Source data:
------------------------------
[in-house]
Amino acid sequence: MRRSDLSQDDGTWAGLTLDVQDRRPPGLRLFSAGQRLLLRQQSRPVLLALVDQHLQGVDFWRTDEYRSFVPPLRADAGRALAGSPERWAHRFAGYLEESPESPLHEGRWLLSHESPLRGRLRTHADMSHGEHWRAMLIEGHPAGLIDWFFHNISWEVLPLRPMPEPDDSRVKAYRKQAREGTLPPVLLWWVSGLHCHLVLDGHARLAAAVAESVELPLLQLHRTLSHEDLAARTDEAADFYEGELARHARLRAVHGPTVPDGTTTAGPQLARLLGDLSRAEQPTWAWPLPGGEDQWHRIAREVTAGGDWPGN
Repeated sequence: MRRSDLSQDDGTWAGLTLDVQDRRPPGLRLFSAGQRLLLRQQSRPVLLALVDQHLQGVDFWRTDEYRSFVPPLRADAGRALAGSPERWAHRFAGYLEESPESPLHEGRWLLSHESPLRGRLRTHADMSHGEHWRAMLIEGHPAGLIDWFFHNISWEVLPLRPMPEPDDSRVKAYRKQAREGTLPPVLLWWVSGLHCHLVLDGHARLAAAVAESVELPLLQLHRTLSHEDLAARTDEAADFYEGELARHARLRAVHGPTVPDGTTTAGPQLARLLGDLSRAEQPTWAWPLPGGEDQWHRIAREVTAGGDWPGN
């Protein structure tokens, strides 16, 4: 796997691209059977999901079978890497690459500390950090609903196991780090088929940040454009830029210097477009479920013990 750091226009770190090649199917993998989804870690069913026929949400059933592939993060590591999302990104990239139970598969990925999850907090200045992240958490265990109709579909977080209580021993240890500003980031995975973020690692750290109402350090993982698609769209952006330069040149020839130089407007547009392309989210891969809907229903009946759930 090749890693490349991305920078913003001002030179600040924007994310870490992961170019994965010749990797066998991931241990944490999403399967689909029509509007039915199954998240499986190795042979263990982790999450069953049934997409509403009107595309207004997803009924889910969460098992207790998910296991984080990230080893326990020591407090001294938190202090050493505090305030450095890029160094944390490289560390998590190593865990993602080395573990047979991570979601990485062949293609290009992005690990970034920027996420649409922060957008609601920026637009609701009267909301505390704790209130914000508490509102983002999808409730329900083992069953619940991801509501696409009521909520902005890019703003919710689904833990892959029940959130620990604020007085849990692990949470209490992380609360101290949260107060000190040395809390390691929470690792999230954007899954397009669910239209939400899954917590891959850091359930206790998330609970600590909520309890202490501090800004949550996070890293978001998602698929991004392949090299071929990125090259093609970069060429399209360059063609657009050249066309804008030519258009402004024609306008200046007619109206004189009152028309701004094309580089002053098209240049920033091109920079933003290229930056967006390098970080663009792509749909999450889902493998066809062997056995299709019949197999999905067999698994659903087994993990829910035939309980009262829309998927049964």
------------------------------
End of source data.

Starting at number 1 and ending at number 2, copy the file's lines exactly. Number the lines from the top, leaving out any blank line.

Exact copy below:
[in-house]
Amino acid sequence: MRRSDLSQDDGTWAGLTLDVQDRRPPGLRLFSAGQRLLLRQQSRPVLLALVDQHLQGVDFWRTDEYRSFVPPLRADAGRALAGSPERWAHRFAGYLEESPESPLHEGRWLLSHESPLRGRLRTHADMSHGEHWRAMLIEGHPAGLIDWFFHNISWEVLPLRPMPEPDDSRVKAYRKQAREGTLPPVLLWWVSGLHCHLVLDGHARLAAAVAESVELPLLQLHRTLSHEDLAARTDEAADFYEGELARHARLRAVHGPTVPDGTTTAGPQLARLLGDLSRAEQPTWAWPLPGGEDQWHRIAREVTAGGDWPGN